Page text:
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How to Rebuild After a Hip Fracture or Replacement Surgery

How to Rebuild After a Hip Fracture or Replacement Surgery

Our hips carry the bulk of our body weight, and as we age we suffer from hip joint problems caused by daily wear and tear. Bones and cartilage get worn down and osteoarthritis of the hip develops, which results in pain when we move. The condition can limit mobility, create stiffness and other pain in the hips, and interfere generally with your life.

Hip surgery is known to be one of the most painful and difficult surgeries to recover from. While most people think immediately of a hip replacement surgery when hip problems are mentioned, there are other types of surgical interventions that doctors perform quite routinely.

Reasons for Hip Surgery

More than 300,000 people undergo hip replacement surgery in the U.S. each year, according to the American Academy of Orthopedic Surgeons. While total hip replacement is the best-known form of hip surgery, surgeons also perform hip resurfacing or partial hip replacement. A total hip replacement removes the affected bones and cartilage and replaces them with prosthetic implants.

Hip resurfacing or partial replacement removes only sections of affected bones and cartilage. The surgeon reshapes the damaged femoral head and caps it with an artificial piece, and fits a metal prosthesis in place of any damaged bone. This method is aimed at preserving as much bone as possible, to achieve a more natural-feeling joint.

In addition, patients often get surgery for hip repair, such as after a fracture. This involves stabilization of the bones with surgical plates and screws, and is only recommended if the bones can be aligned properly. Whatever type of surgery you get for hip joint problems, the fact is that it comes before a long road to recovery.

What to Expect After Hip Surgery

Regardless of the type of hip surgery you have, you can expect to have a fair amount of pain after the procedure. In the first couple of days after the surgery you’ll be asked to get out of bed with assistance and to start moving around using crutches or a walker. You’ll have appointments with physical and occupational therapists, who will teach you how to move with minimal pain. After a few days, if all goes well the hospital will discharge you and either send you home or to a rehab facility.

The Rehabilitation Process

The rehab period after hip surgery is probably the most difficult part of the whole experience. You’ll need to be patient and learn slowly how to move, and what activities are safe for you to do. Patients usually also require lots of rest and healing sleep, so be sure not to push yourself to try and recover too quickly. Our bones need regular sleep and the growth hormone generated during that sleep to knit together effectively, and there’s no real way to fast-track this process.

During rehabilitation for hip joint problems, you should:

  • Keep the area around your incision as dry as possible to prevent infection, and avoid skin creams and lotions for the present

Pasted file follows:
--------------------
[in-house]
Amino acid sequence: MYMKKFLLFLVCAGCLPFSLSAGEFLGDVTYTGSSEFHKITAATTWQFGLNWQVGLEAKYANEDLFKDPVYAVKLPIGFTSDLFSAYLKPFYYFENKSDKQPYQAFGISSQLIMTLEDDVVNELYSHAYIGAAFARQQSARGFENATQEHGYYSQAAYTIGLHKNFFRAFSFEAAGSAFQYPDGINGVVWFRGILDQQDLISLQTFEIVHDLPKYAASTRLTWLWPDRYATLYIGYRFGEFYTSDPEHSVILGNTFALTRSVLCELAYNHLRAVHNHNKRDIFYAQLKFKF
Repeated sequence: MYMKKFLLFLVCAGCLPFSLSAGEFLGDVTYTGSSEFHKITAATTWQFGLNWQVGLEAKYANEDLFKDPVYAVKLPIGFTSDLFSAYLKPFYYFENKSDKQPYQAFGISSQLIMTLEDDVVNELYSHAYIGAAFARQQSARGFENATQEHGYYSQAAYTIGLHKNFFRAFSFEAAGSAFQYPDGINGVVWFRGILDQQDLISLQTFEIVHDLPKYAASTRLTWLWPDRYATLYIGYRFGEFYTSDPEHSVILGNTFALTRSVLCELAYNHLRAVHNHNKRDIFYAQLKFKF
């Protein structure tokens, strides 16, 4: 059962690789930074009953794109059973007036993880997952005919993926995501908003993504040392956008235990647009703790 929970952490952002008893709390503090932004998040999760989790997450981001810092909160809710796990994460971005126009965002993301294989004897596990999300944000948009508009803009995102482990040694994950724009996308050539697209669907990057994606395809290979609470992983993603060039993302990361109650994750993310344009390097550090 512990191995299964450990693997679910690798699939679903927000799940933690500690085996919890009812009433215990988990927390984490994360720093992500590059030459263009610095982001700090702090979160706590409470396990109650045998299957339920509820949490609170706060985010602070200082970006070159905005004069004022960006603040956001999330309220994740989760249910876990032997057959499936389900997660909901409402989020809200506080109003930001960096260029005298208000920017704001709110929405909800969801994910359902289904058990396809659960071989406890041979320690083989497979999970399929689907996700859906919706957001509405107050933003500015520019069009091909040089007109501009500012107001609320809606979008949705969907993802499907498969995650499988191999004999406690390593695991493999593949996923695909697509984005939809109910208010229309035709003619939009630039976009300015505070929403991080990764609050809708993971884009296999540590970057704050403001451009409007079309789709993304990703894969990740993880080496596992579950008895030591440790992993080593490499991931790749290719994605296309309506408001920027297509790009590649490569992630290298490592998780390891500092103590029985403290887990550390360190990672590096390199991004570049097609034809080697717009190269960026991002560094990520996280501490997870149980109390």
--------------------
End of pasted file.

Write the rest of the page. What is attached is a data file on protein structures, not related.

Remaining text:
• Continue doing the prescribed physical therapy exercises on a daily basis,
  • Move around often to prevent blood clots from forming,
  • Watch your incision site closely for complications, such as the joint becoming dislocated or loose, or a change in the length of the affected leg.

Within two to three weeks after your release from hospital, the stitches or staples will be removed and you can start bathing and showering again. From week four onwards you should be able to start walking without help, and you will eventually return to your normal level of activity.

Strengthen Your Hip (and Other Joints) Naturally

Most of us would prefer to avoid surgery for either a fractured hip or a replacement, and sometimes we can do so. The earlier you start working to strengthen your hips and other joints naturally, the better your chances are of preventing hip fracture.

You could be at risk for hip joint problems if you have any of these conditions:

  • Weak muscles resulting from an injury or inactive lifestyle.
  • Carrying extra weight or obesity, which increases the pressure on the hips.
  • Former hip injuries.
  • Low bone density identified in tests.
  • Conditions such as hip instability or osteoarthritis.
  • Taking part in active sports, especially without warming up.

The ways you can reduce your risk for hip joint problems resemble many other conditions, and range from a healthy lifestyle and diet to regular exercise. If you’re overweight, speak with your doctor to discuss your options for reducing or strengthening your muscles.

If you have former hip injuries or either of the conditions listed above, get X-rayed and treated as early as possible to avoid the situation getting worse. Make sure you warm up your muscles well before participating in vigorous activities. This will help them to be strong enough to protect your joints and prevent pain in your hips.

You can also get your blood tested to make sure you have all the vitamins and minerals your body needs to build healthy bone. If any of the results come back showing deficiencies, take supplements to increase your intake of vital components, and to enhance the way your body uses them.

Learn more about how Dr. Garber’s Joint Health bioformula and Bone Strength bioformula work synergistically to rebuild cartilage, bone strength and soft tissue elasticity while alleviating pain.

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